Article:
Two in three international students in Ireland have experienced or witnessed racism

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Katherine Donnelly

Two in three international students in Ireland have experienced or witnessed racism, and only one in 10 incidents are reported to the authorities, according to a new report.

The most common form of racism was verbal (42pc), followed by “indirect” racism (39pc), such as by being treated differently or unfairly due to their race, particularly in the workplace.

One in eight, 12pc, experienced physical racism, including physical assaults, the throwing of objects or being spat at. A further 4pc indicated that they had experienced or witnessed online hate speech.

The findings, outlined in “Speak Out Against Racism”, published by the Irish Council for International Students (ICOS), follow the first in-depth investigation into international students’ experience of racism in Ireland.

More than 420 international students participated in the research and 97pc were from outside the EU and the wider European Economic Area (EAA), covering Iceland, Liechtenstein and Norway.

Overwhelmingly the participants were from Latin America (78pc) and most were English language students (82pc) while 18pc were students in higher education institutions.

Some 63pc reported experiencing or witnessing racism, with 68pc of incidents occurring in Dublin. However, there were incidents in both urban and rural settings and some students experienced or witnessed it more than once, in different parts of Ireland.

One in four (25pc) of all incidents happened on the street, followed by social settings (restaurants, pubs or nightclubs), the workplace, or public transport (each at 15pc).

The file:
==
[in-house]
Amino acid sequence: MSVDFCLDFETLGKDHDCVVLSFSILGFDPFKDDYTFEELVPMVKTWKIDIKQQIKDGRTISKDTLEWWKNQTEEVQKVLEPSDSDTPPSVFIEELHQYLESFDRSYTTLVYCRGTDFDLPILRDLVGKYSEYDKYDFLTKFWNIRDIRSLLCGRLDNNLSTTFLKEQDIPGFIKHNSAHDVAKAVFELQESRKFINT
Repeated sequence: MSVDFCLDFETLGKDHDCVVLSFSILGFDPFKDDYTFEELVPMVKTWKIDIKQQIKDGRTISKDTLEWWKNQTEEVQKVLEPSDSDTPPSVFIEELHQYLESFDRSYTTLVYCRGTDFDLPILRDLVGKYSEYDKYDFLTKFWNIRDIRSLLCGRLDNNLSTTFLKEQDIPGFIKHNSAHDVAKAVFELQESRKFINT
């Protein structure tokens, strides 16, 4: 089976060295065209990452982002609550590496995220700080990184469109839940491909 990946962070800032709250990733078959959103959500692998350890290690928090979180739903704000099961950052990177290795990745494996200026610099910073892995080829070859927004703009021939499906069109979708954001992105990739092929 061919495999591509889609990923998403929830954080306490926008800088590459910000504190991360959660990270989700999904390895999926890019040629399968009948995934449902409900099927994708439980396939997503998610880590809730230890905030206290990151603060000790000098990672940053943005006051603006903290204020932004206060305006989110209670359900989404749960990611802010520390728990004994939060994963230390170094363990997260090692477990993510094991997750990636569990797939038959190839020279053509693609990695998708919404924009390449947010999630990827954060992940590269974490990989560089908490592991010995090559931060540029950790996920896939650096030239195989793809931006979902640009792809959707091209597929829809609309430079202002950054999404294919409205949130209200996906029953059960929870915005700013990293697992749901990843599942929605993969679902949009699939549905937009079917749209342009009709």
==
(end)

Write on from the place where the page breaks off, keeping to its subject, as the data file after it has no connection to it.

Almost one in three (31pc) survey participants reported witnessing or experiencing incidents in “other public settings”, while social media accounted for 6pc of cases.

One in three of the research participants studying in higher education reported experiencing or witnessing a racist incident on campus.

Of those who provided information on the perpetrators, 35 said the offenders were youths or teenagers.

There were 34 accounts of racial discrimination in the workplace at the hands of work colleagues, supervisors, and customers, 25 cases involving strangers and 23 cases involving individuals or groups of men.

In addition, 17 survey participants reported institutional racism, such as at their higher education institution, when dealing with the Gardai, or at a hospital.

Reporting of incidents to the authorities was very low, at only 10pc and, of those who did report, 67pc were dissatisfied with the response they received.

ICOS executive director Laura Harmon said: “Everyone who studies in Ireland should feel safe here, whether that’s on campus, on the street, on public transport, in work or socialising in bars and restaurants.”

She said it was clear that perpetrators of racism are everywhere and not confined to one place, which was why a whole-of-society approach to tackle the issue was needed.

Ms Harmon said while legislation and strategies to tackle racial discrimination were essential, there must also be a genuine commitment at the highest level across government to prioritise addressing racism, including the allocation of sufficient resources.

“Awareness raising of human and equality rights, education and diversity initiatives, and better reporting mechanisms and supports for victims of racism, are among the key areas that will need more investment.”